FROM the moment the Premier League was created in 1992, the balance of power in English football tilted irrevocably away from the Football Association.

This month, for the first time in more than two-and-a-half decades, the governing body has an opportunity to wrest back at least a degree of its former control. In the face of what is expected to be concerted opposition, it has to be strong enough to stand firm.

What has created the latest disagreement between the Premier League and FA? Brexit. Britain’s withdrawal from the European Union threatens to have far-reaching consequences in a host of different areas, with football having slowly realised that it will not be immune.

Why? Because at the moment, players moving to England from the European Union enjoy the same freedom of moment that is granted to an employee in any other sphere. From the end of next March, however, that will not be the case.

When Britain leaves the EU, a player wanting to join an English club from a European country will have to be able to satisfy the strict criteria linked to international caps and wages that currently apply to players from the rest of the world. In practice, this will make it much harder for English clubs to sign European players that are not already established as full internationals.

A club like Newcastle United, that has built a large part of its transfer model around sourcing young, unproven players from the continent in the hope of being able to sell them on at a profit would have to rethink its entire approach. The days of flooding a squad with talented French, Spanish or Dutch youngsters would be at an end.

Or at least it would if there wasn’t a loophole. The FA, as English football’s governing body, has the right to issue a Governing Body Endorsement (GBE) for players joining an English club from abroad. In essence, this a free pass that circumvents the usual work-permit process and enables a club to sign a player even though he does not meet the criteria for international caps or wages.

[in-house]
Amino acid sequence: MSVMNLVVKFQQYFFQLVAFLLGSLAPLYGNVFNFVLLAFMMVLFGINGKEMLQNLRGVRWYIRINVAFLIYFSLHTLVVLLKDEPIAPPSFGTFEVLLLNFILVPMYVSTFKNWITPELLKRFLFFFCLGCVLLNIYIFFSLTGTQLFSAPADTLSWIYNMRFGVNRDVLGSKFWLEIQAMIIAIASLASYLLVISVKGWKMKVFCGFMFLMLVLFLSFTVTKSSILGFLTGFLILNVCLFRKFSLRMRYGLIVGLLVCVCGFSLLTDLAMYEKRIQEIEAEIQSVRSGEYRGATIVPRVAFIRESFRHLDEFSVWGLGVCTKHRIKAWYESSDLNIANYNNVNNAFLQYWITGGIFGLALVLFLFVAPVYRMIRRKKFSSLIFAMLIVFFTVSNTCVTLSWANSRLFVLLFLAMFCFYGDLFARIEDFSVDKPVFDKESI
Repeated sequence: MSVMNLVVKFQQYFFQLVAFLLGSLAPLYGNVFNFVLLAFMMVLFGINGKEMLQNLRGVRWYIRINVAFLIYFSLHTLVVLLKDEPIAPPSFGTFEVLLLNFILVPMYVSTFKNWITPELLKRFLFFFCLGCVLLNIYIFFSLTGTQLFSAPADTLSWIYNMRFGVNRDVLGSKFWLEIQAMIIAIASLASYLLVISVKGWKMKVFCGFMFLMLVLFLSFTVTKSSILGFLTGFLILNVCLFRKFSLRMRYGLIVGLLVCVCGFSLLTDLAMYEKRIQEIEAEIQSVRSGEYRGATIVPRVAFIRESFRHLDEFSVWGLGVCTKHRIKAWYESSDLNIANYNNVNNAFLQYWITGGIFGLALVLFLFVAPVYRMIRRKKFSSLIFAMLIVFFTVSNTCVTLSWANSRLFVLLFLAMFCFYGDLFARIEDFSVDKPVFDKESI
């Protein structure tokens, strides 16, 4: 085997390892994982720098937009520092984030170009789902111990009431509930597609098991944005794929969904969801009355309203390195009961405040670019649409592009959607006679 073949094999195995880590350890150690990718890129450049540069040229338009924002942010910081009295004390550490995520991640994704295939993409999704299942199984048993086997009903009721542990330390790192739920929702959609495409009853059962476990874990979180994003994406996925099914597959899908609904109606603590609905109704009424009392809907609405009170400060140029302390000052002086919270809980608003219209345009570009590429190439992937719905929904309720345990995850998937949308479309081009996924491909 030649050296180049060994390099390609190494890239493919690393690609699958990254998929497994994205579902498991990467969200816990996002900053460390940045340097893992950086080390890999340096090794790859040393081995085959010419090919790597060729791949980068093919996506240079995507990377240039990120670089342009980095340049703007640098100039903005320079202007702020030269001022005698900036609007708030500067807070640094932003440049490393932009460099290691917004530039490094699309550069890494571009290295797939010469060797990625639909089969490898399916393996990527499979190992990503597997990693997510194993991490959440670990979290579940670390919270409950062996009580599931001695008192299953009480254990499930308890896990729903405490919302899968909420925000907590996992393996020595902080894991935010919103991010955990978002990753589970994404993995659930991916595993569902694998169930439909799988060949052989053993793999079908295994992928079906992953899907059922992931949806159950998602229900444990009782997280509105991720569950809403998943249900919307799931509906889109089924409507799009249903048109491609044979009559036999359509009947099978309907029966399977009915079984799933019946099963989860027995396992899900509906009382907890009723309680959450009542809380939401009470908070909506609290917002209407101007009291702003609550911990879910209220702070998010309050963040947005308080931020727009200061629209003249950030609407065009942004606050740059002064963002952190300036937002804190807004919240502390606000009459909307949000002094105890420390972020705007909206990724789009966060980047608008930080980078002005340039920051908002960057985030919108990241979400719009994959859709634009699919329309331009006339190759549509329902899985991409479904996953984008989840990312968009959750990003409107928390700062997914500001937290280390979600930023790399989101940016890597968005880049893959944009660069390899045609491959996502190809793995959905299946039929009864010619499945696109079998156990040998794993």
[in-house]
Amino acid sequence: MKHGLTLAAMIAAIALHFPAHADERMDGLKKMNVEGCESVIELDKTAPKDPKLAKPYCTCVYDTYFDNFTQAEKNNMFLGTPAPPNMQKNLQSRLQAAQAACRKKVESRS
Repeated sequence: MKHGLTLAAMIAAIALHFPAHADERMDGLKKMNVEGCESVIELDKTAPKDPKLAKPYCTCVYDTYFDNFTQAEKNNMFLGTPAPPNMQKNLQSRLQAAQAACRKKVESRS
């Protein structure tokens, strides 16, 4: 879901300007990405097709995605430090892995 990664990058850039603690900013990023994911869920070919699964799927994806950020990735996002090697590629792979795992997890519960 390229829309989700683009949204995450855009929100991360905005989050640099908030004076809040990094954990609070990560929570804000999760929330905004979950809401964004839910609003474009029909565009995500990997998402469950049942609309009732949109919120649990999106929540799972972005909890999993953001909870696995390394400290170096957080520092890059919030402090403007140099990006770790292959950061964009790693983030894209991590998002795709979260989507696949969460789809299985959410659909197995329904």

The Premier League wants the FA to agree to a GBE for all intended signings in next summer’s transfer window, regardless of their country of origin or international record. England’s top-flight clubs argue, with some justification, that they would struggle to compete in Europe if they had to play by different rules to their continental rivals. They also claim the standard of the Premier League would decline dramatically if it was much harder to sign European players.

The FA is sympathetic to the Premier League’s concerns, and has suggested it is willing to overhaul the current GBE system. However, they have a condition of their own, and for the first time in decades, they are in a position to force the Premier League to agree to a rule change that puts the wider good of the English game ahead of the organisation’s own self-interest.

At the moment, eight players in a Premier League club’s 25-man squad have to be home-grown. That does not mean they have to be English, but it does mean they have to have spent three years in the academy of an English or Welsh club between the ages of 16 and 21. As a result, the vast majority are English players.